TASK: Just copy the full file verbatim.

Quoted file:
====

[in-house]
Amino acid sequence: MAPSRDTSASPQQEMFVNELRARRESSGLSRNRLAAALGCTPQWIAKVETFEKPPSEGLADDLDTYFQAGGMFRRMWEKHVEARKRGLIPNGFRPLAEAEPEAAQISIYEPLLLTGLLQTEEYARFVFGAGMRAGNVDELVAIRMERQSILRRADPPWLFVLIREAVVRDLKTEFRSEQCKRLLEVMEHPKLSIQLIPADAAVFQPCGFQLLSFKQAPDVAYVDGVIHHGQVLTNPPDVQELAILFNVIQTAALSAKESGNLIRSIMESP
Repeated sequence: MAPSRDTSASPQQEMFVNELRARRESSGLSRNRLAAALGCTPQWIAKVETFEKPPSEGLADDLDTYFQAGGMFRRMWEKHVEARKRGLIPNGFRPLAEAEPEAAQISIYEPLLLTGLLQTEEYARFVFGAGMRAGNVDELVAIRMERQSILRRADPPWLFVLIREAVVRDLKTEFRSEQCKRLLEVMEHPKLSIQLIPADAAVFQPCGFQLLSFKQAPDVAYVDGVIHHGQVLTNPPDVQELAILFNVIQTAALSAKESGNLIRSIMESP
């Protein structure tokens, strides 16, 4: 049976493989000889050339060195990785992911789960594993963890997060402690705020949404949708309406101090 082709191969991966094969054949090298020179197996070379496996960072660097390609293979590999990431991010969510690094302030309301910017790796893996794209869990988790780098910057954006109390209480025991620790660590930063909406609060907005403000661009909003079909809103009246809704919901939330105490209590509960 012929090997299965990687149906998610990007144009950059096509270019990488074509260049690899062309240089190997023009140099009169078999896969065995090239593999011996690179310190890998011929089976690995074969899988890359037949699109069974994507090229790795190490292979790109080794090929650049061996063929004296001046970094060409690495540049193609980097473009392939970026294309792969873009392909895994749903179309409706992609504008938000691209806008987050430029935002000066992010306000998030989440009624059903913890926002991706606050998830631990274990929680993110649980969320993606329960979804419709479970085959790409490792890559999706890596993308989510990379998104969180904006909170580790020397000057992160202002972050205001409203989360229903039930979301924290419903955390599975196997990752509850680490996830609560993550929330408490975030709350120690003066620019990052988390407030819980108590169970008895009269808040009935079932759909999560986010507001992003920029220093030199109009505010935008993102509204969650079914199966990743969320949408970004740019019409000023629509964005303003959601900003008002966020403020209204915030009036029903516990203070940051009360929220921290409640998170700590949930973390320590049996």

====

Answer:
[in-house]
Amino acid sequence: MAPSRDTSASPQQEMFVNELRARRESSGLSRNRLAAALGCTPQWIAKVETFEKPPSEGLADDLDTYFQAGGMFRRMWEKHVEARKRGLIPNGFRPLAEAEPEAAQISIYEPLLLTGLLQTEEYARFVFGAGMRAGNVDELVAIRMERQSILRRADPPWLFVLIREAVVRDLKTEFRSEQCKRLLEVMEHPKLSIQLIPADAAVFQPCGFQLLSFKQAPDVAYVDGVIHHGQVLTNPPDVQELAILFNVIQTAALSAKESGNLIRSIMESP
Repeated sequence: MAPSRDTSASPQQEMFVNELRARRESSGLSRNRLAAALGCTPQWIAKVETFEKPPSEGLADDLDTYFQAGGMFRRMWEKHVEARKRGLIPNGFRPLAEAEPEAAQISIYEPLLLTGLLQTEEYARFVFGAGMRAGNVDELVAIRMERQSILRRADPPWLFVLIREAVVRDLKTEFRSEQCKRLLEVMEHPKLSIQLIPADAAVFQPCGFQLLSFKQAPDVAYVDGVIHHGQVLTNPPDVQELAILFNVIQTAALSAKESGNLIRSIMESP
């Protein structure tokens, strides 16, 4: 049976493989000889050339060195990785992911789960594993963890997060402690705020949404949708309406101090 082709191969991966094969054949090298020179197996070379496996960072660097390609293979590999990431991010969510690094302030309301910017790796893996794209869990988790780098910057954006109390209480025991620790660590930063909406609060907005403000661009909003079909809103009246809704919901939330105490209590509960 012929090997299965990687149906998610990007144009950059096509270019990488074509260049690899062309240089190997023009140099009169078999896969065995090239593999011996690179310190890998011929089976690995074969899988890359037949699109069974994507090229790795190490292979790109080794090929650049061996063929004296001046970094060409690495540049193609980097473009392939970026294309792969873009392909895994749903179309409706992609504008938000691209806008987050430029935002000066992010306000998030989440009624059903913890926002991706606050998830631990274990929680993110649980969320993606329960979804419709479970085959790409490792890559999706890596993308989510990379998104969180904006909170580790020397000057992160202002972050205001409203989360229903039930979301924290419903955390599975196997990752509850680490996830609560993550929330408490975030709350120690003066620019990052988390407030819980108590169970008895009269808040009935079932759909999560986010507001992003920029220093030199109009505010935008993102509204969650079914199966990743969320949408970004740019019409000023629509964005303003959601900003008002966020403020209204915030009036029903516990203070940051009360929220921290409640998170700590949930973390320590049996």